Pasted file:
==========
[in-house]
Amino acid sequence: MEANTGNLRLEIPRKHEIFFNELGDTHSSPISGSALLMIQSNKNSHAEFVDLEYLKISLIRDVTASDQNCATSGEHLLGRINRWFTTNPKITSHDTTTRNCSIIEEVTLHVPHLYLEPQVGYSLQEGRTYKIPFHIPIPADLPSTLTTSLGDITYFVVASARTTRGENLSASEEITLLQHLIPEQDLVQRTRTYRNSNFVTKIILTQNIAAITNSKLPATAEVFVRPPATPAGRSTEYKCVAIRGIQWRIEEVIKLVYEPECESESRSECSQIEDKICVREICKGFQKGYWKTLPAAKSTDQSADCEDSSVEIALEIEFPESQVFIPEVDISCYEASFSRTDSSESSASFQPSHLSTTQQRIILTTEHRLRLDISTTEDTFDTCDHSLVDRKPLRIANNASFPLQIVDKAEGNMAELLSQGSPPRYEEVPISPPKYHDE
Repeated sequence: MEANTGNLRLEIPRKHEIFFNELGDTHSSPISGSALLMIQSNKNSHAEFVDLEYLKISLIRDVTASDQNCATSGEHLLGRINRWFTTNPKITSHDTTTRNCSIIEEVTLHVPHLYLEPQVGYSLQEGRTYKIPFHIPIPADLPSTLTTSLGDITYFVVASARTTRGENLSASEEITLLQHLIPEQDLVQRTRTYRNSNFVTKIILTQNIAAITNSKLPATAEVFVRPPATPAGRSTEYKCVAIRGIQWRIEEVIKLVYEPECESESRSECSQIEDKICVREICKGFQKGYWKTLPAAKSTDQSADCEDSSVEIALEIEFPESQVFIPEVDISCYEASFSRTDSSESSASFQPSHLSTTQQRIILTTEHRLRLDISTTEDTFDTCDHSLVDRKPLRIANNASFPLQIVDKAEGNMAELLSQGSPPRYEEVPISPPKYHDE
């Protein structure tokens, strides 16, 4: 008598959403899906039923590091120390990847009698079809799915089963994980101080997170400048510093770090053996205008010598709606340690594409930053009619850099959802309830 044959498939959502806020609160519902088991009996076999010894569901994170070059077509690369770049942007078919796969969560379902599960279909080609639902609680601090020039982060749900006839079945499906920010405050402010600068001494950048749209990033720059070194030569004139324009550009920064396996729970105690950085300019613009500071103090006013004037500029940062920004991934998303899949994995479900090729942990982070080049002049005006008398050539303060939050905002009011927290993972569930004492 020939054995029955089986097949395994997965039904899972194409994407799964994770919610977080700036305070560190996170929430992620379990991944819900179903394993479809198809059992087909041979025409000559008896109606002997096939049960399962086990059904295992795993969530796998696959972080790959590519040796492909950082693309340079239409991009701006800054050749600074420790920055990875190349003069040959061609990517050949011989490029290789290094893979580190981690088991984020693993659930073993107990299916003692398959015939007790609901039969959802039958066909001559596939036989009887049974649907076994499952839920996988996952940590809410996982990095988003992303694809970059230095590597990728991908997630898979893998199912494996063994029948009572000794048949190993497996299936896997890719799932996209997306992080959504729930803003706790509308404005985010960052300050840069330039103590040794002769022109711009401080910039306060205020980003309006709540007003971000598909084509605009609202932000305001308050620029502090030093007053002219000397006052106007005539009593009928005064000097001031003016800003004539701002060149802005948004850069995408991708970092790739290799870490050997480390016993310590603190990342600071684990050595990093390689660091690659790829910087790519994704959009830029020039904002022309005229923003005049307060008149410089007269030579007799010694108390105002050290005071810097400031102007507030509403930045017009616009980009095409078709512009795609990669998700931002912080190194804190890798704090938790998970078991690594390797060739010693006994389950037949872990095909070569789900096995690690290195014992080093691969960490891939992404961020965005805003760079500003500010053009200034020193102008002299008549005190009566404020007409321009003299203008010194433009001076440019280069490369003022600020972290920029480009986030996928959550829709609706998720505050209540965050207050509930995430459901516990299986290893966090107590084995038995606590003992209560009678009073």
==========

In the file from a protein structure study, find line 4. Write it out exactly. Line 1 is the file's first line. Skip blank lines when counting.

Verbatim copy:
């Protein structure tokens, strides 16, 4: 008598959403899906039923590091120390990847009698079809799915089963994980101080997170400048510093770090053996205008010598709606340690594409930053009619850099959802309830 044959498939959502806020609160519902088991009996076999010894569901994170070059077509690369770049942007078919796969969560379902599960279909080609639902609680601090020039982060749900006839079945499906920010405050402010600068001494950048749209990033720059070194030569004139324009550009920064396996729970105690950085300019613009500071103090006013004037500029940062920004991934998303899949994995479900090729942990982070080049002049005006008398050539303060939050905002009011927290993972569930004492 020939054995029955089986097949395994997965039904899972194409994407799964994770919610977080700036305070560190996170929430992620379990991944819900179903394993479809198809059992087909041979025409000559008896109606002997096939049960399962086990059904295992795993969530796998696959972080790959590519040796492909950082693309340079239409991009701006800054050749600074420790920055990875190349003069040959061609990517050949011989490029290789290094893979580190981690088991984020693993659930073993107990299916003692398959015939007790609901039969959802039958066909001559596939036989009887049974649907076994499952839920996988996952940590809410996982990095988003992303694809970059230095590597990728991908997630898979893998199912494996063994029948009572000794048949190993497996299936896997890719799932996209997306992080959504729930803003706790509308404005985010960052300050840069330039103590040794002769022109711009401080910039306060205020980003309006709540007003971000598909084509605009609202932000305001308050620029502090030093007053002219000397006052106007005539009593009928005064000097001031003016800003004539701002060149802005948004850069995408991708970092790739290799870490050997480390016993310590603190990342600071684990050595990093390689660091690659790829910087790519994704959009830029020039904002022309005229923003005049307060008149410089007269030579007799010694108390105002050290005071810097400031102007507030509403930045017009616009980009095409078709512009795609990669998700931002912080190194804190890798704090938790998970078991690594390797060739010693006994389950037949872990095909070569789900096995690690290195014992080093691969960490891939992404961020965005805003760079500003500010053009200034020193102008002299008549005190009566404020007409321009003299203008010194433009001076440019280069490369003022600020972290920029480009986030996928959550829709609706998720505050209540965050207050509930995430459901516990299986290893966090107590084995038995606590003992209560009678009073």